TITLE: “Splicing-specific transcriptome-wide association uncovers novel genetic mechanisms for Schizophrenia.”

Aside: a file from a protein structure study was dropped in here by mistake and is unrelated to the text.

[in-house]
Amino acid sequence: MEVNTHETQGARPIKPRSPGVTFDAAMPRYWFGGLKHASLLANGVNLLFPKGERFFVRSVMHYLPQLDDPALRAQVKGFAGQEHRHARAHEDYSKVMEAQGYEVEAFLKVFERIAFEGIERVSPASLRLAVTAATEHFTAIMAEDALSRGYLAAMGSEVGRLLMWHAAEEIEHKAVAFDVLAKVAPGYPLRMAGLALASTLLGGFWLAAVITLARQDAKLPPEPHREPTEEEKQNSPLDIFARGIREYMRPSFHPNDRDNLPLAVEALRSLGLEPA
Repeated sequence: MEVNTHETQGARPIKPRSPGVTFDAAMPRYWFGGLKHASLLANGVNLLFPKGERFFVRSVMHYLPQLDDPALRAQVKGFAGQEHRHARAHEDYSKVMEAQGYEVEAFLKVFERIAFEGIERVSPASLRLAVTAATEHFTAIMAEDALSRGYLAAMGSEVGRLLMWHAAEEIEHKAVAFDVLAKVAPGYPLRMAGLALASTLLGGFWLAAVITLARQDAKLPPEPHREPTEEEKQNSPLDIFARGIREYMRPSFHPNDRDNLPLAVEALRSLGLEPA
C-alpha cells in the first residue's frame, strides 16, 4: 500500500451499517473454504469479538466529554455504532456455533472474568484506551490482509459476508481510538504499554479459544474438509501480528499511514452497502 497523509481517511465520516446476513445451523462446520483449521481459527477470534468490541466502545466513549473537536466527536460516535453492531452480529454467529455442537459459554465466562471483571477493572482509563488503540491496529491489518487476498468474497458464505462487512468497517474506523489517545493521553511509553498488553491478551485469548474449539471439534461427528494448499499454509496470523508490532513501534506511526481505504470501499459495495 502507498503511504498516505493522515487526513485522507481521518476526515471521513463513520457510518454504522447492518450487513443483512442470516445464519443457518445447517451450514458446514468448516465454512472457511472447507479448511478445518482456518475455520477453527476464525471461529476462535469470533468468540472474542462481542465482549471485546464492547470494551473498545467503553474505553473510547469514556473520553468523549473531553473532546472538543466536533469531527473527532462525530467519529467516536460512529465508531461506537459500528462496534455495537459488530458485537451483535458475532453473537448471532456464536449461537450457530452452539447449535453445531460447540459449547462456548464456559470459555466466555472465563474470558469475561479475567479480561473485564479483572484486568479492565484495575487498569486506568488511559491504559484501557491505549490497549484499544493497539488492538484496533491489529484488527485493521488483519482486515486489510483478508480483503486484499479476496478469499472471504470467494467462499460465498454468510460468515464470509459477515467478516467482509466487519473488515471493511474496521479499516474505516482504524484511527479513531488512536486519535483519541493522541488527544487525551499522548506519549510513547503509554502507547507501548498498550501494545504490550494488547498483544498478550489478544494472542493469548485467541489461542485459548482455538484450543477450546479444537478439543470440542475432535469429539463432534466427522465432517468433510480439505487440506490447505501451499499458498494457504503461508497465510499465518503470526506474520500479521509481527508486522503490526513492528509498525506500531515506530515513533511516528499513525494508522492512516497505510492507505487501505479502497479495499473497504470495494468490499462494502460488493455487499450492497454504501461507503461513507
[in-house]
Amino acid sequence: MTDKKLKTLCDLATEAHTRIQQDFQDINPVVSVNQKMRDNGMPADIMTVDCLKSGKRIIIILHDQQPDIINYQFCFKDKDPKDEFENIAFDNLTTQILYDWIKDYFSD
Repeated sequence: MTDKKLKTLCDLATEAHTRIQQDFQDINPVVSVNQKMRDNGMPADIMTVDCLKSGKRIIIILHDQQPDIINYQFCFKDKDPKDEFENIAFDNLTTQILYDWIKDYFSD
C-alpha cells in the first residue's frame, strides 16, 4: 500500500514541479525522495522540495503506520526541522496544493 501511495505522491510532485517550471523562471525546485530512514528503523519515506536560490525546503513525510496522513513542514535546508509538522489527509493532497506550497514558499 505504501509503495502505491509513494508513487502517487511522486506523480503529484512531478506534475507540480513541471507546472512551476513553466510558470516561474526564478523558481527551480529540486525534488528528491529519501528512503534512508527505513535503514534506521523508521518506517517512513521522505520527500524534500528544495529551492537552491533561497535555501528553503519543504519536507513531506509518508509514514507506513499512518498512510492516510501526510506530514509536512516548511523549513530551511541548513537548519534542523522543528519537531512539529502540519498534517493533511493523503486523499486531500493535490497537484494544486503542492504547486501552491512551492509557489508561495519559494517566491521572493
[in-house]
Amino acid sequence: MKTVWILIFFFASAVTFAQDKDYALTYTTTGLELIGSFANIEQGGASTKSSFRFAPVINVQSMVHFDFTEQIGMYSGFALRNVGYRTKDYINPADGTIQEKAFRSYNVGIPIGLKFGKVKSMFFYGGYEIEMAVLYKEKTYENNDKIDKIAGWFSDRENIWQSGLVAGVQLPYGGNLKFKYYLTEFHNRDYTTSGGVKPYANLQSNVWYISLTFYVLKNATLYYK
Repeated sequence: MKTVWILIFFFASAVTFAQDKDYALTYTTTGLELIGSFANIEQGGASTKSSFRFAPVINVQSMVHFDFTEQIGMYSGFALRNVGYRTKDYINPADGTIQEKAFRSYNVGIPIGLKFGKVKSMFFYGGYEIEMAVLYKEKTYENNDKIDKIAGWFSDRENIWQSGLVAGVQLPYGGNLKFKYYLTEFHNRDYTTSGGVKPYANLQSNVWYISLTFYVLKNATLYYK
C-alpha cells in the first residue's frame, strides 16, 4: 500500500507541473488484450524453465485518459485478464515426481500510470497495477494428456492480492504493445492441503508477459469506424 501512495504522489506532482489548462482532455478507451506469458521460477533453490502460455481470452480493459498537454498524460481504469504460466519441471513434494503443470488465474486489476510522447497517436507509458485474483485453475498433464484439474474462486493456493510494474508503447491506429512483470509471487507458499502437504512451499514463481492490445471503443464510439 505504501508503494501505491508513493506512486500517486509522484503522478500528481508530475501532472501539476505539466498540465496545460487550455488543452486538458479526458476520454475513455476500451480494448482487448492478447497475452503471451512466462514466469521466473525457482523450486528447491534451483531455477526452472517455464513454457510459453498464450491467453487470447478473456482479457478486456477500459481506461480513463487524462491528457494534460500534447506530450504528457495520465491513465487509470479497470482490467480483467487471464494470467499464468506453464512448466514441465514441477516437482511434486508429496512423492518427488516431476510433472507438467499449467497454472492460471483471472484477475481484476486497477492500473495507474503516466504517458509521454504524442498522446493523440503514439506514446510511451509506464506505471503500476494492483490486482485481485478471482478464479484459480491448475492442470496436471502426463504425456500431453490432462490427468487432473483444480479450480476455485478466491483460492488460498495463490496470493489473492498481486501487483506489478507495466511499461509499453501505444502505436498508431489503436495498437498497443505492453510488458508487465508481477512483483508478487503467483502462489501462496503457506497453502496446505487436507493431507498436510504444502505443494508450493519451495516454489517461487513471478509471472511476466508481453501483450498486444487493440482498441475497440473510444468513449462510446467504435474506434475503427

ABSTRACT: Recent studies have highlighted the essential role of RNA splicing, a key mechanism of alternative RNA processing, in establishing connections between genetic variations and disease. Genetic loci influencing RNA splicing variations show considerable influence on complex traits, possibly surpassing those affecting total gene expression. Dysregulated RNA splicing has emerged as a major potential contributor to neurological and psychiatric disorders, likely due to the exceptionally high prevalence of alternatively spliced genes in the human brain. Nevertheless, establishing direct associations between genetically altered splicing and complex traits has remained an enduring challenge. We introduce Spliced-Transcriptome-Wide Associations (SpliTWAS) to integrate alternative splicing information with GWAS to pinpoint genes linked to traits through exon splicing events. We applied SpliTWAS to two schizophrenia (SCZ) RNA-seq datasets, BrainGVEX and CommonMind (CMC), revealing 137 and 88 trait-associated exons (in 84 and 67 genes), respectively. Enriched biological functions in the associated gene sets converged on neuronal function and development, immune cell activation, cellular transport, which are highly relevant to SCZ. SpliTWAS variants impacted RNA-binding protein (RBP) binding sites, revealing potential disruption of RNA-protein interactions affecting splicing. We extended the probabilistic fine-mapping method FOCUS to the exon level, identifying putative causal 36 genes and 48 exons for SCZ. We highlight VPS45 and APOPT1, where splicing of specific exons was associated with disease risk, eluding detection by conventional gene expression analysis. Collectively, this study supports the substantial role of alternative splicing in shaping the genetic basis of SCZ, providing a valuable approach for future investigations in this area.